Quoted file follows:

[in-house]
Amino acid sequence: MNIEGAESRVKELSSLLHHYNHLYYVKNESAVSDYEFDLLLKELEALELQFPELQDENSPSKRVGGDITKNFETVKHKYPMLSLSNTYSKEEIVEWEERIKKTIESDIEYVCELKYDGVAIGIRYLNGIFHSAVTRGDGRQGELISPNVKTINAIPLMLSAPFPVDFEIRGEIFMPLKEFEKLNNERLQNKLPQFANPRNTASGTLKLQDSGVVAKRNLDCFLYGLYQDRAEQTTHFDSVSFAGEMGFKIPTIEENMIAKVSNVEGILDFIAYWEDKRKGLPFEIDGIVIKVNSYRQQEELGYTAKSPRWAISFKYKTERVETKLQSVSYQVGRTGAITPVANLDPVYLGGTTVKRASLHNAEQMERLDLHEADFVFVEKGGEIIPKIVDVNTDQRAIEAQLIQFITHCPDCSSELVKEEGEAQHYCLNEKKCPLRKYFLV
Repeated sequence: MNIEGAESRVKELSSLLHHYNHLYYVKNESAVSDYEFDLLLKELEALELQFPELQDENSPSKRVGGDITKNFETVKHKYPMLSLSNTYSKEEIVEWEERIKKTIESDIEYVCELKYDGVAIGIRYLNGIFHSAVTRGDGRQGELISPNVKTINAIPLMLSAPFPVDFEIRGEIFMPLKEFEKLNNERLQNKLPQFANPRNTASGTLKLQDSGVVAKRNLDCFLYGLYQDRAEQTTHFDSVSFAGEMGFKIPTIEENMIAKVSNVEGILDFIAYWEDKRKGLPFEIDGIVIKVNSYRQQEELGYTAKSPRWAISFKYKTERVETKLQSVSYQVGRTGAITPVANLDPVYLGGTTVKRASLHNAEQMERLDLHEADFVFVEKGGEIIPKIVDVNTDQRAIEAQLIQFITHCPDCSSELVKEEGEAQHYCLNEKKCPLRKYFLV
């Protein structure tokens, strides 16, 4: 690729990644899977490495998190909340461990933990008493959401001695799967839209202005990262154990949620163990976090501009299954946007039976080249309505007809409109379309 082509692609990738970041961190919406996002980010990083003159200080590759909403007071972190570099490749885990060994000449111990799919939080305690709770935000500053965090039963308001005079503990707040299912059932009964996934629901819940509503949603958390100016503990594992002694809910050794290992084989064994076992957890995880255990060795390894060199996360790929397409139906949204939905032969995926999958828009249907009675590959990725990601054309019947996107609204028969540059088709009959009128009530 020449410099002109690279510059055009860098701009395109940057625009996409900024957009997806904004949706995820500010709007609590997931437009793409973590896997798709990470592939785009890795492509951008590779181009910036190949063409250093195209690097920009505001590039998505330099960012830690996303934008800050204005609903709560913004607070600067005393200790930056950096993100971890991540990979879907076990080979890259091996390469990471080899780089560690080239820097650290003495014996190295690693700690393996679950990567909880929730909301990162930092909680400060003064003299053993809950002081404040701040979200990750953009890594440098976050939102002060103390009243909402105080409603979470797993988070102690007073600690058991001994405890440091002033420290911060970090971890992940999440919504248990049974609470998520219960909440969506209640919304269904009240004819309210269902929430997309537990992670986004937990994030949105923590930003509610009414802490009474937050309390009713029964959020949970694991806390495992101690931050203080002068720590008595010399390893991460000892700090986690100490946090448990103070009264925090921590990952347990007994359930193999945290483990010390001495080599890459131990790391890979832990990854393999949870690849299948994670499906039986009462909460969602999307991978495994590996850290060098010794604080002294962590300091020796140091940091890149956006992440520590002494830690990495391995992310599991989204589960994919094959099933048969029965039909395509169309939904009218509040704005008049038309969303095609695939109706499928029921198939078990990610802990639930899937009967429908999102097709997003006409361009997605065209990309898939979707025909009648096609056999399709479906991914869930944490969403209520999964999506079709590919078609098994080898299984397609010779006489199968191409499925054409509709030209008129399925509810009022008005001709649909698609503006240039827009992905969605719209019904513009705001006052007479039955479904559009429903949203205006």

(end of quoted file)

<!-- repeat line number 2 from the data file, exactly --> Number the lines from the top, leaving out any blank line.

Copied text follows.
Amino acid sequence: MNIEGAESRVKELSSLLHHYNHLYYVKNESAVSDYEFDLLLKELEALELQFPELQDENSPSKRVGGDITKNFETVKHKYPMLSLSNTYSKEEIVEWEERIKKTIESDIEYVCELKYDGVAIGIRYLNGIFHSAVTRGDGRQGELISPNVKTINAIPLMLSAPFPVDFEIRGEIFMPLKEFEKLNNERLQNKLPQFANPRNTASGTLKLQDSGVVAKRNLDCFLYGLYQDRAEQTTHFDSVSFAGEMGFKIPTIEENMIAKVSNVEGILDFIAYWEDKRKGLPFEIDGIVIKVNSYRQQEELGYTAKSPRWAISFKYKTERVETKLQSVSYQVGRTGAITPVANLDPVYLGGTTVKRASLHNAEQMERLDLHEADFVFVEKGGEIIPKIVDVNTDQRAIEAQLIQFITHCPDCSSELVKEEGEAQHYCLNEKKCPLRKYFLV